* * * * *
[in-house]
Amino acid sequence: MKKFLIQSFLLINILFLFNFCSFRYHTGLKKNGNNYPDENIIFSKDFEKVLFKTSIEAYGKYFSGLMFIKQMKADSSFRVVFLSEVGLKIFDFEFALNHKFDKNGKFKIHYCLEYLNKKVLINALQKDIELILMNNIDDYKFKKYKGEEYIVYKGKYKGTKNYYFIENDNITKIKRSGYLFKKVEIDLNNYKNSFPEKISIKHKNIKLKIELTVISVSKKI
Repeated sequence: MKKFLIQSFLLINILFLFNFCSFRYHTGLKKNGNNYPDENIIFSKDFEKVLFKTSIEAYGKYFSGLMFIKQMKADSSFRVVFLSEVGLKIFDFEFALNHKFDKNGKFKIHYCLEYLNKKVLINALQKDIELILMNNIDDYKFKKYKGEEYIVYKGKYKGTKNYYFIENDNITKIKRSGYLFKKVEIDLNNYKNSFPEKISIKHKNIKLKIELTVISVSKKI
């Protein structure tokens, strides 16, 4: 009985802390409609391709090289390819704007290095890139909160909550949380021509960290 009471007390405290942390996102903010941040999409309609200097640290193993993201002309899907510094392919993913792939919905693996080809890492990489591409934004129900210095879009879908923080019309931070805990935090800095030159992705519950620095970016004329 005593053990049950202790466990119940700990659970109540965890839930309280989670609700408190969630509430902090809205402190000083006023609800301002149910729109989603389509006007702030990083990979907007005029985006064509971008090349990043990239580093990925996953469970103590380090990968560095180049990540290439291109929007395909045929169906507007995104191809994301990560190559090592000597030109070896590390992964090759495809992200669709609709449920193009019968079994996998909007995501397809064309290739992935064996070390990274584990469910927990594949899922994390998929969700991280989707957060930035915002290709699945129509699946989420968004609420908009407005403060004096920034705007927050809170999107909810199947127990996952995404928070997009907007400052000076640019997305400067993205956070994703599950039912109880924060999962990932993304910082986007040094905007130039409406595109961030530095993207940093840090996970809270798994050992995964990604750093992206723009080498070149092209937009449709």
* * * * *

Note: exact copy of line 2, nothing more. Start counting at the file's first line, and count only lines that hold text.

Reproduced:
Amino acid sequence: MKKFLIQSFLLINILFLFNFCSFRYHTGLKKNGNNYPDENIIFSKDFEKVLFKTSIEAYGKYFSGLMFIKQMKADSSFRVVFLSEVGLKIFDFEFALNHKFDKNGKFKIHYCLEYLNKKVLINALQKDIELILMNNIDDYKFKKYKGEEYIVYKGKYKGTKNYYFIENDNITKIKRSGYLFKKVEIDLNNYKNSFPEKISIKHKNIKLKIELTVISVSKKI